In the slightly rearranged words of Kermit the Frog, it’s not easy, green bean.
At least, it’s not easy when you suddenly come in for a lot of green beans, as I just have. And let me tell you, this mob has that menacing look that certain vegetables acquire when gathered in great numbers, daring you not to waste a single pod.
In physics terms, dealing with said mass of beans is a space-time problem – I could freeze them if I had space or pickle them if I had time. Meanwhile, I am tackling them with that which I know best: heat and potatoes.
“Before long it becomes hard to imagine doing much of anything for ourselves — anything, that is, except the work we do ‘to make a living.’ For everything else, we feel like we’ve lost the skills, or that there’s someone who can do it better.”
Though Micheal Pollan might, I think, have missed the news about this weekend’s Grandmothers’ Day events at Sandbrook House in Ballon, Co. Carlow, I suspect, reading the extract from his forthcoming book, that he would have approved.
The extract paints a dizzying picture of an economic world, spinning ever faster on an axis of relentless specialisation, a process which, at the same time, binds us in a tourniquet of learned helplessness and leaves us hopelessly disconnected from the origins of our food. He articulates the case for loosening those bonds, “making visible again many of the lines of connection” with our greater food system through the medium of cooking (or equally, one might infer, through practising the many other food skills with which our forebears were familiar).
And it is that reclaiming of lost skills and passing on of inherited wisdom that underlie both yesterday’s Slow Roots symposium and today’s Slow Food Ireland family event at Grandmothers’ Day. It seems appropriate, then, to introduce you to winter buttermilk, one old way with food that I have recently discovered, and one which is, to my mind, well worth remembering.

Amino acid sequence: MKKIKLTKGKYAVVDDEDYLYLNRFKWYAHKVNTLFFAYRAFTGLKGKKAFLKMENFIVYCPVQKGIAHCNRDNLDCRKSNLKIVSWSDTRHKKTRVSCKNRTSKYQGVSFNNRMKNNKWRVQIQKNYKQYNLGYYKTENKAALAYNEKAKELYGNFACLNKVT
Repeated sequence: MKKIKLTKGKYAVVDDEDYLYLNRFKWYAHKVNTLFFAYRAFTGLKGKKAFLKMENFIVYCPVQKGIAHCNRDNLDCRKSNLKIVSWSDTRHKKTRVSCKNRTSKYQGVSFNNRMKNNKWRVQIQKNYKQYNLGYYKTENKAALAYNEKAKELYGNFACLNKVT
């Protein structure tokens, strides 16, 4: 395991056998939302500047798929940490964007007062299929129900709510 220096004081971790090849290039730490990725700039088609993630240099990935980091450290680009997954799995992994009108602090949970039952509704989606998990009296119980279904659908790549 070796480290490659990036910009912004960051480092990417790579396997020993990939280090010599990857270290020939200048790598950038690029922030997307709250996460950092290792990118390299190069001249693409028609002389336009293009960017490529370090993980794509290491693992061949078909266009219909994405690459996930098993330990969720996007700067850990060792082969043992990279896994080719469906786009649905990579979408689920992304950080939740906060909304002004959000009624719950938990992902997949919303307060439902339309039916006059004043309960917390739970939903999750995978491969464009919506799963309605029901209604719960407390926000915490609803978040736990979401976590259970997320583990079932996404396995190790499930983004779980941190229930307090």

The thing about winter buttermilk is that it is not, in fact, buttermilk at all.
What’s more is that, despite what its name might lead you to believe, winter buttermilk has a dairy content of precisely zero, containing neither butter nor milk nor moo nor cow, but flour and water and – perhaps somewhat inevitably, given my well-documented obsession – spuds. It also (and this is the important thing) makes for a damn fine loaf of soda bread.
It started simply thus: I had cauliflower in my fridge and potatoes on my mind.
My ponderings on what to make using said combination lead me first in the direction of this yellow, coconut-milky curry which, in turn, drew me to an old Thai-style favourite. The ever-present desire – nay, duty – to mix things up, potato-wise, took those thoughts and translated them into a bake, layered with potatoes and cauliflower and a coconut-milky sauce. And it was good, maybe very good, even. But my tastebuds told me that, while the cauliflower was fine, some aubergine would be even better. I, naturally, took my tastebuds’ advice.
Potato and Aubergine Bake
So here it is then, the net result of my potatoey thought processes – not a cauliflower to be seen but, nonetheless, with cauliflower to thank for the initial inspiration.